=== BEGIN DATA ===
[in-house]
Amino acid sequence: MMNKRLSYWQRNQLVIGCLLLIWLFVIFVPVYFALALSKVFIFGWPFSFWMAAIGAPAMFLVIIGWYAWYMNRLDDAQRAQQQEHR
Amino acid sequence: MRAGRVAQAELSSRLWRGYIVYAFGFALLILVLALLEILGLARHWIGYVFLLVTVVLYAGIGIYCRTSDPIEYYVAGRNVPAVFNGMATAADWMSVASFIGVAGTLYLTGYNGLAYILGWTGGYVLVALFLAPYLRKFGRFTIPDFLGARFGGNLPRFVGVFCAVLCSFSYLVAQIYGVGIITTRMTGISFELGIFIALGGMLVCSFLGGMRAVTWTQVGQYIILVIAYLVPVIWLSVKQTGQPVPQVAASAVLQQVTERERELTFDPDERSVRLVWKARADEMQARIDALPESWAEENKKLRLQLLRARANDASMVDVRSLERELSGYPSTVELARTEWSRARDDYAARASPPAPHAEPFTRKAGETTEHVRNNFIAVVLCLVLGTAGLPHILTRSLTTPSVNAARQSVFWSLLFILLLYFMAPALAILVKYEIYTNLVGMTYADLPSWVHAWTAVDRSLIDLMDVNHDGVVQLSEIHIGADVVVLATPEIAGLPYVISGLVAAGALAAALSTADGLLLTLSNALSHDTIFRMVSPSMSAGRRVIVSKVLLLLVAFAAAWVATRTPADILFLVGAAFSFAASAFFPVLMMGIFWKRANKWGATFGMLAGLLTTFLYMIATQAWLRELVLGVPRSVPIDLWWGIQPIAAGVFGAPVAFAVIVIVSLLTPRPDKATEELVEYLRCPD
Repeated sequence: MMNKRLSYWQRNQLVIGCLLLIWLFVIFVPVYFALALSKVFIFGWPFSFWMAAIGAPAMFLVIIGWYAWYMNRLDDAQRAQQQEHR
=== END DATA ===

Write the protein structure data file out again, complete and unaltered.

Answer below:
[in-house]
Amino acid sequence: MMNKRLSYWQRNQLVIGCLLLIWLFVIFVPVYFALALSKVFIFGWPFSFWMAAIGAPAMFLVIIGWYAWYMNRLDDAQRAQQQEHR
Amino acid sequence: MRAGRVAQAELSSRLWRGYIVYAFGFALLILVLALLEILGLARHWIGYVFLLVTVVLYAGIGIYCRTSDPIEYYVAGRNVPAVFNGMATAADWMSVASFIGVAGTLYLTGYNGLAYILGWTGGYVLVALFLAPYLRKFGRFTIPDFLGARFGGNLPRFVGVFCAVLCSFSYLVAQIYGVGIITTRMTGISFELGIFIALGGMLVCSFLGGMRAVTWTQVGQYIILVIAYLVPVIWLSVKQTGQPVPQVAASAVLQQVTERERELTFDPDERSVRLVWKARADEMQARIDALPESWAEENKKLRLQLLRARANDASMVDVRSLERELSGYPSTVELARTEWSRARDDYAARASPPAPHAEPFTRKAGETTEHVRNNFIAVVLCLVLGTAGLPHILTRSLTTPSVNAARQSVFWSLLFILLLYFMAPALAILVKYEIYTNLVGMTYADLPSWVHAWTAVDRSLIDLMDVNHDGVVQLSEIHIGADVVVLATPEIAGLPYVISGLVAAGALAAALSTADGLLLTLSNALSHDTIFRMVSPSMSAGRRVIVSKVLLLLVAFAAAWVATRTPADILFLVGAAFSFAASAFFPVLMMGIFWKRANKWGATFGMLAGLLTTFLYMIATQAWLRELVLGVPRSVPIDLWWGIQPIAAGVFGAPVAFAVIVIVSLLTPRPDKATEELVEYLRCPD
Repeated sequence: MMNKRLSYWQRNQLVIGCLLLIWLFVIFVPVYFALALSKVFIFGWPFSFWMAAIGAPAMFLVIIGWYAWYMNRLDDAQRAQQQEHR